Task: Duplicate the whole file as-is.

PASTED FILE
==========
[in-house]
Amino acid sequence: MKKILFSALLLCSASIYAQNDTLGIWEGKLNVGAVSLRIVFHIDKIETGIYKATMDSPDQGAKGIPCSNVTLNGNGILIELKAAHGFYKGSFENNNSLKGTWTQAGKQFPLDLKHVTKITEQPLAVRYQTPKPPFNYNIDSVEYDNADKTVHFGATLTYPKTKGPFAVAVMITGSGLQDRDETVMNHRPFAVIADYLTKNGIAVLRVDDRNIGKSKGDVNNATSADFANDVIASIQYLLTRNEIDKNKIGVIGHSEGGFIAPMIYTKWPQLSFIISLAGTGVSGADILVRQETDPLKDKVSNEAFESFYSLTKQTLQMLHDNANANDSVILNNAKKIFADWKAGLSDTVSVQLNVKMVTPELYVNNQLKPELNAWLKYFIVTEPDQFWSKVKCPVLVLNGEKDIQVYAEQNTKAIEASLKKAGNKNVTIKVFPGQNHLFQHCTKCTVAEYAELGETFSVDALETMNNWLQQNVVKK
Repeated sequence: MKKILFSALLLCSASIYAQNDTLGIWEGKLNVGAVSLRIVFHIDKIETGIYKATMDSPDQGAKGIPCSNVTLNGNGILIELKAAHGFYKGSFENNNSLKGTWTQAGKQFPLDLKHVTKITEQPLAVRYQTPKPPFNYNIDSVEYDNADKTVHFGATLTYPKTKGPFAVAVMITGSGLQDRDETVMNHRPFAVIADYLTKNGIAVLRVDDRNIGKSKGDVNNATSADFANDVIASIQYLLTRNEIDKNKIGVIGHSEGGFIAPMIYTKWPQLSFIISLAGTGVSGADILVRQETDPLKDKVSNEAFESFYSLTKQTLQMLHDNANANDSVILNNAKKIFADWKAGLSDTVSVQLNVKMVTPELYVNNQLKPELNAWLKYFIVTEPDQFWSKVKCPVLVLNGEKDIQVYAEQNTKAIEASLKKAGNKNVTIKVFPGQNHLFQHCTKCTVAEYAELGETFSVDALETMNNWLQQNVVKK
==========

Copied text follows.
[in-house]
Amino acid sequence: MKKILFSALLLCSASIYAQNDTLGIWEGKLNVGAVSLRIVFHIDKIETGIYKATMDSPDQGAKGIPCSNVTLNGNGILIELKAAHGFYKGSFENNNSLKGTWTQAGKQFPLDLKHVTKITEQPLAVRYQTPKPPFNYNIDSVEYDNADKTVHFGATLTYPKTKGPFAVAVMITGSGLQDRDETVMNHRPFAVIADYLTKNGIAVLRVDDRNIGKSKGDVNNATSADFANDVIASIQYLLTRNEIDKNKIGVIGHSEGGFIAPMIYTKWPQLSFIISLAGTGVSGADILVRQETDPLKDKVSNEAFESFYSLTKQTLQMLHDNANANDSVILNNAKKIFADWKAGLSDTVSVQLNVKMVTPELYVNNQLKPELNAWLKYFIVTEPDQFWSKVKCPVLVLNGEKDIQVYAEQNTKAIEASLKKAGNKNVTIKVFPGQNHLFQHCTKCTVAEYAELGETFSVDALETMNNWLQQNVVKK
Repeated sequence: MKKILFSALLLCSASIYAQNDTLGIWEGKLNVGAVSLRIVFHIDKIETGIYKATMDSPDQGAKGIPCSNVTLNGNGILIELKAAHGFYKGSFENNNSLKGTWTQAGKQFPLDLKHVTKITEQPLAVRYQTPKPPFNYNIDSVEYDNADKTVHFGATLTYPKTKGPFAVAVMITGSGLQDRDETVMNHRPFAVIADYLTKNGIAVLRVDDRNIGKSKGDVNNATSADFANDVIASIQYLLTRNEIDKNKIGVIGHSEGGFIAPMIYTKWPQLSFIISLAGTGVSGADILVRQETDPLKDKVSNEAFESFYSLTKQTLQMLHDNANANDSVILNNAKKIFADWKAGLSDTVSVQLNVKMVTPELYVNNQLKPELNAWLKYFIVTEPDQFWSKVKCPVLVLNGEKDIQVYAEQNTKAIEASLKKAGNKNVTIKVFPGQNHLFQHCTKCTVAEYAELGETFSVDALETMNNWLQQNVVKK